Ranked last out of 180 countries in The Heritage Foundation’s 2019 Index of Economic Freedom and with a GDP per capita of a meager $2000, North Korea has one of the world’s poorest economies. Still, North Korea has captured international attention for decades and especially in the last 5 years as erratic steps towards nuclear operationalization have been taken. With a denuclearization summit between the United States and North Korea cut short in Hanoi last February, and a South Korea- United States summit planned to take place in DC in April, the future of the Korean Peninsula is at a critical turning-point. A review of the economic situation in the North will shed light on current moves and potential next steps of the Kim regime.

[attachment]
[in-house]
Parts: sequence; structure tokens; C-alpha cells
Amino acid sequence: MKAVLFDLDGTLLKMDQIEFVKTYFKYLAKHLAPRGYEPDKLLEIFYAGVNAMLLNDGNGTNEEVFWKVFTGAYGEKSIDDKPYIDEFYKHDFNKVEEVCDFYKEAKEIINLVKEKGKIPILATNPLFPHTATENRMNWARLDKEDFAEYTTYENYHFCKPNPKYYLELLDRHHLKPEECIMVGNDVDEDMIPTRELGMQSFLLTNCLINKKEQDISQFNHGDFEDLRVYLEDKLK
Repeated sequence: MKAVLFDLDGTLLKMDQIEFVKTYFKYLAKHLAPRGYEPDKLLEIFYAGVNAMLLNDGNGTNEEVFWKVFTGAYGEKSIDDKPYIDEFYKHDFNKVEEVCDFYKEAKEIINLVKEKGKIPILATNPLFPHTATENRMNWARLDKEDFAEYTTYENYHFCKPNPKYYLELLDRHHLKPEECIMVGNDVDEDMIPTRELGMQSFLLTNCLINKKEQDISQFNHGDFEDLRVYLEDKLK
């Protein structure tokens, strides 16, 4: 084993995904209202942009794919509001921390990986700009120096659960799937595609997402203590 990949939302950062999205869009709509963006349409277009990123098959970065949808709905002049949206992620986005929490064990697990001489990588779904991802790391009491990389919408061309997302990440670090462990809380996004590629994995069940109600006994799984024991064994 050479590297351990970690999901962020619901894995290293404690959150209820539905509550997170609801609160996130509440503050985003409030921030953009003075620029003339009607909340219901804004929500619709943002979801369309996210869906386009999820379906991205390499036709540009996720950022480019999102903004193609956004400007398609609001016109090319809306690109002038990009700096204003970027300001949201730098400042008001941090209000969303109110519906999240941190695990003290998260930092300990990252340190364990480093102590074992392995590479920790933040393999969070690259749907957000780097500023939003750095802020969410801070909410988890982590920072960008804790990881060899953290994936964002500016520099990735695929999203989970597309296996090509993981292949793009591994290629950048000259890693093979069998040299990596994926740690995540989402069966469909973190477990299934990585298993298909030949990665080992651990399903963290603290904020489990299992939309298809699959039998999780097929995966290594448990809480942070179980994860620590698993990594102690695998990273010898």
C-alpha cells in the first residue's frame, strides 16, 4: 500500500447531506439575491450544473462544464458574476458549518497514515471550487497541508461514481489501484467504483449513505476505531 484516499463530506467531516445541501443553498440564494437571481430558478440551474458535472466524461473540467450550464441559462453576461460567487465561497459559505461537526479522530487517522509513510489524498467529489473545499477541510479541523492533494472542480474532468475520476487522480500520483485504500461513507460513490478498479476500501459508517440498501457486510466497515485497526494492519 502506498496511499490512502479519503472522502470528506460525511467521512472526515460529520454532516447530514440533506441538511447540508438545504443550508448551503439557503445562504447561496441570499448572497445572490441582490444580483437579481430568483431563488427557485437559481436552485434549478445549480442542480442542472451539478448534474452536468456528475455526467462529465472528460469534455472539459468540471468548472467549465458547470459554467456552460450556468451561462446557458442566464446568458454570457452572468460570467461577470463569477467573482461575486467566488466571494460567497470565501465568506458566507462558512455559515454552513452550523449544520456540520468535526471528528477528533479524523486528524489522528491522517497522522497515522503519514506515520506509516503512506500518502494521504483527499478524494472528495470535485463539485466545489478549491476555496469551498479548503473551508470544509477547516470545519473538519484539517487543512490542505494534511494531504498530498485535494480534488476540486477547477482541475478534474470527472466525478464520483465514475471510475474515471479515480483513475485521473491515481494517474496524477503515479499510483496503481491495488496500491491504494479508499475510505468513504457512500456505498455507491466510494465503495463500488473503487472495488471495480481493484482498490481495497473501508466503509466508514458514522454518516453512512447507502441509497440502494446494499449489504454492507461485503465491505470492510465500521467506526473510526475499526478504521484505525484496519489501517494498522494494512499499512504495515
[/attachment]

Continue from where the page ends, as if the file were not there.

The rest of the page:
Prospects for continued peace talks in the near future are not promising given the abrupt ending and confusing aftermath of the February 27-28 Hanoi Summit. U.S. and DPRK blame each other for the premature conclusion but tell the same story: The U.S. walked out rather than accept a deal that gave sweeping sanctions relief for the dismantlement of the Yongbyon nuclear reactor but, in Secretary of State Mike Pompeo’s words, “still leaves missiles, still leaves warheads and weapons systems.” While it’s not the outcome world leaders were hoping for, it didn’t come as a surprise to US Intelligence officials who have dealt with North Korea’s unwillingness to give up their nuclear program in the past.